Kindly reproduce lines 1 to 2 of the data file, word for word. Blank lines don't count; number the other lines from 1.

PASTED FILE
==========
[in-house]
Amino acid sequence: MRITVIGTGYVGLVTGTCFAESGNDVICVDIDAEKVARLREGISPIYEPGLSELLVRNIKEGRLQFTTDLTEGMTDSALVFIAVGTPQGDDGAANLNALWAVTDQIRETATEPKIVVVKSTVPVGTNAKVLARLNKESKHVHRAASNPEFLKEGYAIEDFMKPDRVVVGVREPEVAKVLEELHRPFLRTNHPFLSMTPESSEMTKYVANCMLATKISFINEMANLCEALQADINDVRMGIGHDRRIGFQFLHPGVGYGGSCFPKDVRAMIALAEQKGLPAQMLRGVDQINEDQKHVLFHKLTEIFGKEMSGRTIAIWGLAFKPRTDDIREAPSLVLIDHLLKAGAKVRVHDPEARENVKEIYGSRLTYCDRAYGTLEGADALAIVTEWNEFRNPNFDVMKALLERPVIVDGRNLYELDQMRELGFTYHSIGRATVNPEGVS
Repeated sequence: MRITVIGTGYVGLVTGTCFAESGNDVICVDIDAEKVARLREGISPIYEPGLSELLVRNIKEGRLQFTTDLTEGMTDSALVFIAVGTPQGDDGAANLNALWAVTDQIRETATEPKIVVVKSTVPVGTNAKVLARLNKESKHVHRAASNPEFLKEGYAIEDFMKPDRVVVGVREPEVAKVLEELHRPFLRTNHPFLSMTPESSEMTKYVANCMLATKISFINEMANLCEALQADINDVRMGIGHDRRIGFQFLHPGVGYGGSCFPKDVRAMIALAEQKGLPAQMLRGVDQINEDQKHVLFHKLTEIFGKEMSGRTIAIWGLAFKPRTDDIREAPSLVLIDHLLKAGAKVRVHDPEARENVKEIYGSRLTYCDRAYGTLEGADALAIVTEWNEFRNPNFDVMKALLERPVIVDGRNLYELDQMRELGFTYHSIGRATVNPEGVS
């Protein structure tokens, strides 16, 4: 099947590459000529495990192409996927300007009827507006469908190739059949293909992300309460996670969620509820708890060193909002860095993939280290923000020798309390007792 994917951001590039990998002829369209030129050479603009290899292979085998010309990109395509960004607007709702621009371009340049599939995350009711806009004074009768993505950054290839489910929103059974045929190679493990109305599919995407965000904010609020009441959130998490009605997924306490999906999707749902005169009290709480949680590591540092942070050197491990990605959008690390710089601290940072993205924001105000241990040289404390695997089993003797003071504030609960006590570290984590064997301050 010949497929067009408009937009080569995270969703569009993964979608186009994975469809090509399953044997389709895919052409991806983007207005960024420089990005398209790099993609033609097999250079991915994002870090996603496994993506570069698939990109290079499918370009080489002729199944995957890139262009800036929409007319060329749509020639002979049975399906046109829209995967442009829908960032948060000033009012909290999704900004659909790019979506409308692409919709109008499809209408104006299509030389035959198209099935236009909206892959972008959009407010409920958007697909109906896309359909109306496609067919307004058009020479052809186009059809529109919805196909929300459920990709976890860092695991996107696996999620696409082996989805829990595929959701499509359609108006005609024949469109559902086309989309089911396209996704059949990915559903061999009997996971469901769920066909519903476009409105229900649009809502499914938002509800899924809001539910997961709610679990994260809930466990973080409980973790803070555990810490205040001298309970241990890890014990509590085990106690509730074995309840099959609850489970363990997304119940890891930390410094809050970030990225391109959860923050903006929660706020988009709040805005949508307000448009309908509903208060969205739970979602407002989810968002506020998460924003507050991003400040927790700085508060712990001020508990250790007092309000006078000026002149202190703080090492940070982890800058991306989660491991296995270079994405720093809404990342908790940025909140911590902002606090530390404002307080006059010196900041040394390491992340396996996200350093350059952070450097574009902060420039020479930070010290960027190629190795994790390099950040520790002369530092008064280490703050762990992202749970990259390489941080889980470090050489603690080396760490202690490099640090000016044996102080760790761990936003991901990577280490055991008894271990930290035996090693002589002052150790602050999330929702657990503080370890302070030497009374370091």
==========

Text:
[in-house]
Amino acid sequence: MRITVIGTGYVGLVTGTCFAESGNDVICVDIDAEKVARLREGISPIYEPGLSELLVRNIKEGRLQFTTDLTEGMTDSALVFIAVGTPQGDDGAANLNALWAVTDQIRETATEPKIVVVKSTVPVGTNAKVLARLNKESKHVHRAASNPEFLKEGYAIEDFMKPDRVVVGVREPEVAKVLEELHRPFLRTNHPFLSMTPESSEMTKYVANCMLATKISFINEMANLCEALQADINDVRMGIGHDRRIGFQFLHPGVGYGGSCFPKDVRAMIALAEQKGLPAQMLRGVDQINEDQKHVLFHKLTEIFGKEMSGRTIAIWGLAFKPRTDDIREAPSLVLIDHLLKAGAKVRVHDPEARENVKEIYGSRLTYCDRAYGTLEGADALAIVTEWNEFRNPNFDVMKALLERPVIVDGRNLYELDQMRELGFTYHSIGRATVNPEGVS